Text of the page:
(Photo above by Craig Adderley / Pexels)
Who did my brother bring home? Grandma voted for !%@#? If Dad makes one more stupid joke … OK, put down the gravy boat, it is not a weapon.
The holidays are coming and, this season, there are so many things to think about. Should I visit family this year? Is it safe to travel? Will meeting on Zoom be the same? Some of my family members want to meet in person but I don’t feel comfortable, what do I do?
Without the added difficulty of the pandemic, just spending time with family can be a source of stress and anxiety. Sometimes we don’t feel close enough to truly express ourselves. Sometimes we’re too close and we keep it real with them to the point where keeping it real goes wrong. How can Buddhism help us navigate those family relationships that we’d rather not deal with?
A harmonious family can start with one person.
This holiday season, here are 3 helpful tips from our Buddhist teacher Daisaku Ikeda for how to navigate family relationships.
1. Change starts with us.
A harmonious family can start with one person. Our hearts change other people’s hearts. Expanding on this point Daisaku Ikeda explains:
When the sun rises, it illuminates everything on earth. When a single lighthouse shines out to sea at night, countless vessels can navigate safely. When a family has one person who acts as a strong pillar, all of its members can lead secure, tranquil lives.
Simply blaming others won’t change anything. We can be the ones who decide that our family will be harmonious. We can be the people we have been waiting for to change our family.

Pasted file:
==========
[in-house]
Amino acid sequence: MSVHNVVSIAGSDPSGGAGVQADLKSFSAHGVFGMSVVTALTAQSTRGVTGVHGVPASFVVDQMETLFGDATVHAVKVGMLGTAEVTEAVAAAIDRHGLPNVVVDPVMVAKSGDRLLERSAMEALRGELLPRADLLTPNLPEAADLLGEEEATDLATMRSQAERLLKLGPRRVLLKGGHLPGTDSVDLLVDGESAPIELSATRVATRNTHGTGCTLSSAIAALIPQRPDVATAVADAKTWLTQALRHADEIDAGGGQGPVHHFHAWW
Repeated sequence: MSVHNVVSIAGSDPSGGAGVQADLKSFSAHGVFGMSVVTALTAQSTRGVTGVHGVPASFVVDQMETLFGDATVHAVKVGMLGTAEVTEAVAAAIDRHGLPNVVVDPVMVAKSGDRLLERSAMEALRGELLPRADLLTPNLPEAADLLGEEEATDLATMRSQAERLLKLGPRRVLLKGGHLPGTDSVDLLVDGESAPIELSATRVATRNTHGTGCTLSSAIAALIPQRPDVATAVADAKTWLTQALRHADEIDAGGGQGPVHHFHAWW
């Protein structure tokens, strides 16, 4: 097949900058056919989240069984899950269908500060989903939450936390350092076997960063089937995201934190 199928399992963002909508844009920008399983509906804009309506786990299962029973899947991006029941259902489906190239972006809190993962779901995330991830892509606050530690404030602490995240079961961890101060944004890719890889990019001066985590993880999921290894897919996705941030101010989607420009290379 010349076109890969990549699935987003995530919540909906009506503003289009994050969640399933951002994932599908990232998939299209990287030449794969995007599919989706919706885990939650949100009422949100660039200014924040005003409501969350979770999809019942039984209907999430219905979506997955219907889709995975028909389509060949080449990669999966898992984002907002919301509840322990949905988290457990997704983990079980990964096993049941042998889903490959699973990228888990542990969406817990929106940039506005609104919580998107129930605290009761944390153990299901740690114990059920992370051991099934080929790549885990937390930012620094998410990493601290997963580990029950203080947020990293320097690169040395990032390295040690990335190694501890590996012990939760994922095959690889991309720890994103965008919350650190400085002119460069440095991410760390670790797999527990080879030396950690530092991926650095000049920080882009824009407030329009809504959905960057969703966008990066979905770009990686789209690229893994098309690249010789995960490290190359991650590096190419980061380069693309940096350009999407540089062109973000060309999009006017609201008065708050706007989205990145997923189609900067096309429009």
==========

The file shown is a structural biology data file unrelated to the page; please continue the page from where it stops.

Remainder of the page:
2. Try saying “thank you.”
How we feel about our family members is often a reflection of our own mood and attitude. Is our uncle’s sense of humor really that bad? Sure, our family members push our buttons, but it’s because we have buttons to push.
Chanting Nam-myoho-renge-kyo brings out our best self, which has the capacity to embrace everyone and everything. When we chant before seeing our family, we can have a big heart and not let a thoughtless comment or bad joke throw us off. It can also give us the courage to say what needs to be said at the right moment and in a way that creates value.
In this sense, a great way to improve our family dynamic is to say “thank you.” This is a sign of our humanity to our parents, who, after all, gave us life, and our family members, who have supported us. As Daisaku Ikeda shares:
When we cannot say thank you, our personal growth has stopped. When we are growing, we can see how wonderful others are, too. When we stop growing, all we see are other people’s faults.
At home, instead of trying to change our partner or our children to our liking, why not start with a simple “thank you”?
3. Happiness is built on patience and perseverance.
Creating a more harmonious family sometimes takes years. Chanting Nam-myoho-renge-kyo allows us not to give into disappointment or hurt when things do not go as we’d like them to in our family. To improve our family relationships, we have to put in the work, we have to persevere and continue to be a source of love, respect and stability for our family members. As Daisaku Ikeda writes:
Happiness is built on patience and perseverance. There are many who dream about happiness without being willing to invest such effort. But that is merely a dream—a fairy tale, a simplistic and childish view of life.
So, this season let’s bring our Buddhability to the holiday table. It can change everything.